Monday, May 15, 2006

Iran Weapons in Iraq 

This could be devastating:
In the past two weeks, Iran has been pumping into Iraq two types of extra-lethal weapons in very large quantities. They have already taken their toll in the shooting down of two military helicopters - one American and one British – and an estimated 19 deaths of US military personnel.

DEBKAfile’s military and intelligence sources estimate the delivery to Iraqi insurgents as consisting of around 1,000 SA-7 Strela ground-air missiles made in Iran, and a very large quantity of a newly-developed roadside bomb, loaded with compressed gas instead of ball bearings and cartridges, to magnify their blast and explosive power.

The supplies have been distributed across Iraq - Basra and Amara in the south, Baghdad and its environs, Haditha in the west, and Mosul in the north.

The new bombs, developed jointly by Iran’s Revolutionary Guards and the Lebanese Hizballah, have already gone into service with the Shiite terrorists on the Lebanese border with Israel. Israeli military sources say it is only a matter of time before the deadly roadside bombs, already used in Iraq, will also reach Palestinian areas in the West Bank and Gaza Strip.

In Iraq, the new weaponry has had three major effects:

1. The guerrilla-terrorist groups which received the shoulder-carried, highly mobile Strela missiles have scored three hits in fourteen days. On May 6, they fired a missile from one of Basra’s crowded alleys and downed a British military helicopter, killing all four military personnel aboard. Sunday, May 14, Iraqi insurgents shot down an American helicopter, killing its two crewmen over Yussifiya, inside the Triangle of Death south of Baghdad.

2. The number of roadside bomb attacks, their precision and lethality is going up all the time. Sunday, May 14, four US soldiers died in these blasts in the western Anbar province and Baghdad, while 2 British soldiers were killed and another injured at the same time near Basra. In seven days, the British force stationed in southern Iraq lost seven men, a record for that space of time in the three-year war. In the first half of May, US troop losses spiraled to 19, most of them the victims of the new roadside bombs.

3. Together with the new Iranian weapons, a new array of Shiite terrorist groups has sprung up and is hitting American and British troops. The coalition has imposed a blackout on this disturbing development.

Until now, the insurgent forces fighting the coalition consisted mostly of Baathists, Islamist and al Qaeda. The only Shiite enemy was the radical Mogtada Sadr and his Mahdi Army. The appearance of the new Shiite insurgents is a dread milestone in the Iraq war, one which has caught US and UK commanders by surprise and unprepared for the steep rise in troop losses.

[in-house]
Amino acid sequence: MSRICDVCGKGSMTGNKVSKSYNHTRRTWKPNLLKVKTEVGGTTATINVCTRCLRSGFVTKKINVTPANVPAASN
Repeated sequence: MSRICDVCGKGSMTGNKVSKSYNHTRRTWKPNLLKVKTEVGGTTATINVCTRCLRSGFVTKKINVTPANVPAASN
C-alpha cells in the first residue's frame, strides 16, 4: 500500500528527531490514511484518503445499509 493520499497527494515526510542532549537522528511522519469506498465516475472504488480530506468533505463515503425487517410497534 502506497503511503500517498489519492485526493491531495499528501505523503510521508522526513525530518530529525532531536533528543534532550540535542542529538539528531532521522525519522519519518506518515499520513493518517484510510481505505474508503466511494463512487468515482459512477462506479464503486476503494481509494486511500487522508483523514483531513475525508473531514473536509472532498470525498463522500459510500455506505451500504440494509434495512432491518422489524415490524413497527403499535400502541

DEBKAfile’s Exclusive Iraq sources offer some information on the new groups. One is located north of Baghdad and calls itself Brigades of the Imam Kazim. Another, called Brigades of Imam Ali, claimed the attack on April 27 in Nasiriya in which one of their new roadside bombs killed two Italian troops. In the Rostumiya region south of Baghdad, a Shiite group called Brigades of the Imam Hadi has begun operating. Our sources report that this group has been firing Katyusha rockets at American bases in the region, similar to the mortar attack directed at a British base in Amara Monday, May 15.

After each attack, these unknown quantities issue bulletins describing their actions, some accompanied by video footage from the scene of action.

The blackout was imposed on the new Shiite groups in the absence of American or British intelligence on who they and their commanders are, how they operate and what makes them tick. Research must start from square one to find out whether they are being controlled from Tehran, some Iraqi Shiite faction or elements which chanced to lay hands on the new-fangled weaponry.

Could the introduction of the Iranian surface-to-air missile in Iraq have the same effect as the introduction of the stinger missile in the Soviet-Afghan War? I hope not. The stingers were a strategic and psychological nightmare for the Soviets. In a very short time, Iraqi insurgents have already downed 2 helicopters. The Afghans had similar luck:
in their first three attempts, the mujahideen downed three Soviet Hind helicopter gunships with the Stinger.

The question is: In the 80's, we let Pakistan act as the intermediary with the stinger missiles. Even though the stingers were known U.S. missiles, we kept things on the DL. Is another country supplying Iran with these missiles? China? Russia?

Update 5/16 9:47 AM From Debka:
Al Qaeda in Iraq claims to have downed 4 ‘Crusader” helicopters over Yussufiyeh Monday – not just one as the Americans reported

May 15, 2006, 6:41 PM (GMT+02:00)

The authenticity of the claim remains to be tested. Earlier, the US military reported a helicopter shot down with the loss of the two-man crew.

It was the second shot down in the same area south of Baghdad in six weeks and raised the weekend toll to US troops. Two US Marines died Sunday in combat in Anbar province and two more in a roadside bombing in Baghdad. Eight Iraqis also killed by insurgents Monday in the capital.


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